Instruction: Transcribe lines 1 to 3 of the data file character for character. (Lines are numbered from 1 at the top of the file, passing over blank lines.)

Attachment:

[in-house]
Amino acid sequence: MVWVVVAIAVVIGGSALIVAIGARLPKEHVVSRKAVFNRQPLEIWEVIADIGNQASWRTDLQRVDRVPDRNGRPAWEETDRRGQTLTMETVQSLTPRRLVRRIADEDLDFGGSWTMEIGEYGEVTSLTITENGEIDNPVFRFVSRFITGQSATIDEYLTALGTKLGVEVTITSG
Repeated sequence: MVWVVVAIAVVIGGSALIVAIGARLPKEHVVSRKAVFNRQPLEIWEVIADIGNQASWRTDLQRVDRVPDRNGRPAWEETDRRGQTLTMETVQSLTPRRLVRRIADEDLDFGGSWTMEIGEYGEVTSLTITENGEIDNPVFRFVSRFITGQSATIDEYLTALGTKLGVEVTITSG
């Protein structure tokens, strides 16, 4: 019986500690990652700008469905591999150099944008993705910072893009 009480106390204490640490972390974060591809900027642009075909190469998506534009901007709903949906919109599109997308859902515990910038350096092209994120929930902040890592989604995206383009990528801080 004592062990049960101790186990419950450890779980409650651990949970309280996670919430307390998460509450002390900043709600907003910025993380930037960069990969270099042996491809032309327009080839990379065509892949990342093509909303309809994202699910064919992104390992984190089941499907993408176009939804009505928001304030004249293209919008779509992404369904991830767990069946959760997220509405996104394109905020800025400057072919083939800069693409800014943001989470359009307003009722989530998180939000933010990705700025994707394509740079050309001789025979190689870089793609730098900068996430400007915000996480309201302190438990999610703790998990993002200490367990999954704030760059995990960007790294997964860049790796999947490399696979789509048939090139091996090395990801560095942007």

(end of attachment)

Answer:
[in-house]
Amino acid sequence: MVWVVVAIAVVIGGSALIVAIGARLPKEHVVSRKAVFNRQPLEIWEVIADIGNQASWRTDLQRVDRVPDRNGRPAWEETDRRGQTLTMETVQSLTPRRLVRRIADEDLDFGGSWTMEIGEYGEVTSLTITENGEIDNPVFRFVSRFITGQSATIDEYLTALGTKLGVEVTITSG
Repeated sequence: MVWVVVAIAVVIGGSALIVAIGARLPKEHVVSRKAVFNRQPLEIWEVIADIGNQASWRTDLQRVDRVPDRNGRPAWEETDRRGQTLTMETVQSLTPRRLVRRIADEDLDFGGSWTMEIGEYGEVTSLTITENGEIDNPVFRFVSRFITGQSATIDEYLTALGTKLGVEVTITSG